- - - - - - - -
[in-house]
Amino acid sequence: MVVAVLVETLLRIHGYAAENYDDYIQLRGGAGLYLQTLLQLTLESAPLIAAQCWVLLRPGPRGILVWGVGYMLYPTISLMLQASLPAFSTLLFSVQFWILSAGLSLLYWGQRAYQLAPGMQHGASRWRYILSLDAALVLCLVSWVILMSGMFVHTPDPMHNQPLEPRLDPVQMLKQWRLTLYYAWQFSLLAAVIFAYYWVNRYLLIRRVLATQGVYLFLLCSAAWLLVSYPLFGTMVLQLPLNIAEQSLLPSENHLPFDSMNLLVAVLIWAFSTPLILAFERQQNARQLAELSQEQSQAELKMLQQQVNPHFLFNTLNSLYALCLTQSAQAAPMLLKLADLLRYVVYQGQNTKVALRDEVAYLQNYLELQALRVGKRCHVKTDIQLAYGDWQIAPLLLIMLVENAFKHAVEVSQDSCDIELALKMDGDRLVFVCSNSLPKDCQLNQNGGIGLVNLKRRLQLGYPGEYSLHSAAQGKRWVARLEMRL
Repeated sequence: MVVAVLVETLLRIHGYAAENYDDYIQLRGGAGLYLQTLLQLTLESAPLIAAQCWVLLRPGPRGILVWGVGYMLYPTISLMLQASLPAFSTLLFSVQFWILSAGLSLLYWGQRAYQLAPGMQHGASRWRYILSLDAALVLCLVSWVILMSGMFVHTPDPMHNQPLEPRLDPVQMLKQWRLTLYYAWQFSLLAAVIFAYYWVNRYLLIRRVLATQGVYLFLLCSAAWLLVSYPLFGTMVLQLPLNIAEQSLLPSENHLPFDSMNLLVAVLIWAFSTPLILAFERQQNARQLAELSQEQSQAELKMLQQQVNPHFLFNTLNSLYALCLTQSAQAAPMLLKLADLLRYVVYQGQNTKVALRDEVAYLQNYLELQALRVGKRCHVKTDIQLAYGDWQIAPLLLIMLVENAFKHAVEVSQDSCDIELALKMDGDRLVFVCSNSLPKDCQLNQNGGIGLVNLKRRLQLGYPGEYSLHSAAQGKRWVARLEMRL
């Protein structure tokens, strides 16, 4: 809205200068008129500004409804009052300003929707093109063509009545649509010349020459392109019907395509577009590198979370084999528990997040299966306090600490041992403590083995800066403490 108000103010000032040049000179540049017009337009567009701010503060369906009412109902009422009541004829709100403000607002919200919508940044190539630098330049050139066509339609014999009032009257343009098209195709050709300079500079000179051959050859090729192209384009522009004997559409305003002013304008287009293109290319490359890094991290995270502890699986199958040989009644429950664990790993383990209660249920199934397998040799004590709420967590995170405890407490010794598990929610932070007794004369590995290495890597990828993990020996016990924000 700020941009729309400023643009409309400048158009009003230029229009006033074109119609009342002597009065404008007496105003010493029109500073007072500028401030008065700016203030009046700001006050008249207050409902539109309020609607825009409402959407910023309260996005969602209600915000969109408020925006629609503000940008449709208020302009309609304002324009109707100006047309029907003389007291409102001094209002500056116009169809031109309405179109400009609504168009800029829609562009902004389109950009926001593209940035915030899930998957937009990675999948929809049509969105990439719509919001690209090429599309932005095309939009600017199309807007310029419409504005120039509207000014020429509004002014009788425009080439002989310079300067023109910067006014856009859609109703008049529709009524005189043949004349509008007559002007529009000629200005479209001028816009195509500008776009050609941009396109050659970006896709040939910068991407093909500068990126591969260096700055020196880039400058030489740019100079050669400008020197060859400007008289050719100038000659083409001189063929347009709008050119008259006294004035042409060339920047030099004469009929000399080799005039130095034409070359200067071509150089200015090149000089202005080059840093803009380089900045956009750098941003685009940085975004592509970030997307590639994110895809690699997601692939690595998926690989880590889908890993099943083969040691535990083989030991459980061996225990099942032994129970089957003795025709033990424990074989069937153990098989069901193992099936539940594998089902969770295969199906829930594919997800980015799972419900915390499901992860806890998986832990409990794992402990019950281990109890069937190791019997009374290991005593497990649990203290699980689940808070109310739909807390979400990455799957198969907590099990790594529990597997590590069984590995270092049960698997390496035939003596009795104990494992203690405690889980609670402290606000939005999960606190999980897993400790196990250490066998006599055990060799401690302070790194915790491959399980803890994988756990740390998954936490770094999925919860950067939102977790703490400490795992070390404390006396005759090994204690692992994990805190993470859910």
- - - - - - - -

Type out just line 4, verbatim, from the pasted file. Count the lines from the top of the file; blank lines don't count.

């Protein structure tokens, strides 16, 4: 809205200068008129500004409804009052300003929707093109063509009545649509010349020459392109019907395509577009590198979370084999528990997040299966306090600490041992403590083995800066403490 108000103010000032040049000179540049017009337009567009701010503060369906009412109902009422009541004829709100403000607002919200919508940044190539630098330049050139066509339609014999009032009257343009098209195709050709300079500079000179051959050859090729192209384009522009004997559409305003002013304008287009293109290319490359890094991290995270502890699986199958040989009644429950664990790993383990209660249920199934397998040799004590709420967590995170405890407490010794598990929610932070007794004369590995290495890597990828993990020996016990924000 700020941009729309400023643009409309400048158009009003230029229009006033074109119609009342002597009065404008007496105003010493029109500073007072500028401030008065700016203030009046700001006050008249207050409902539109309020609607825009409402959407910023309260996005969602209600915000969109408020925006629609503000940008449709208020302009309609304002324009109707100006047309029907003389007291409102001094209002500056116009169809031109309405179109400009609504168009800029829609562009902004389109950009926001593209940035915030899930998957937009990675999948929809049509969105990439719509919001690209090429599309932005095309939009600017199309807007310029419409504005120039509207000014020429509004002014009788425009080439002989310079300067023109910067006014856009859609109703008049529709009524005189043949004349509008007559002007529009000629200005479209001028816009195509500008776009050609941009396109050659970006896709040939910068991407093909500068990126591969260096700055020196880039400058030489740019100079050669400008020197060859400007008289050719100038000659083409001189063929347009709008050119008259006294004035042409060339920047030099004469009929000399080799005039130095034409070359200067071509150089200015090149000089202005080059840093803009380089900045956009750098941003685009940085975004592509970030997307590639994110895809690699997601692939690595998926690989880590889908890993099943083969040691535990083989030991459980061996225990099942032994129970089957003795025709033990424990074989069937153990098989069901193992099936539940594998089902969770295969199906829930594919997800980015799972419900915390499901992860806890998986832990409990794992402990019950281990109890069937190791019997009374290991005593497990649990203290699980689940808070109310739909807390979400990455799957198969907590099990790594529990597997590590069984590995270092049960698997390496035939003596009795104990494992203690405690889980609670402290606000939005999960606190999980897993400790196990250490066998006599055990060799401690302070790194915790491959399980803890994988756990740390998954936490770094999925919860950067939102977790703490400490795992070390404390006396005759090994204690692992994990805190993470859910």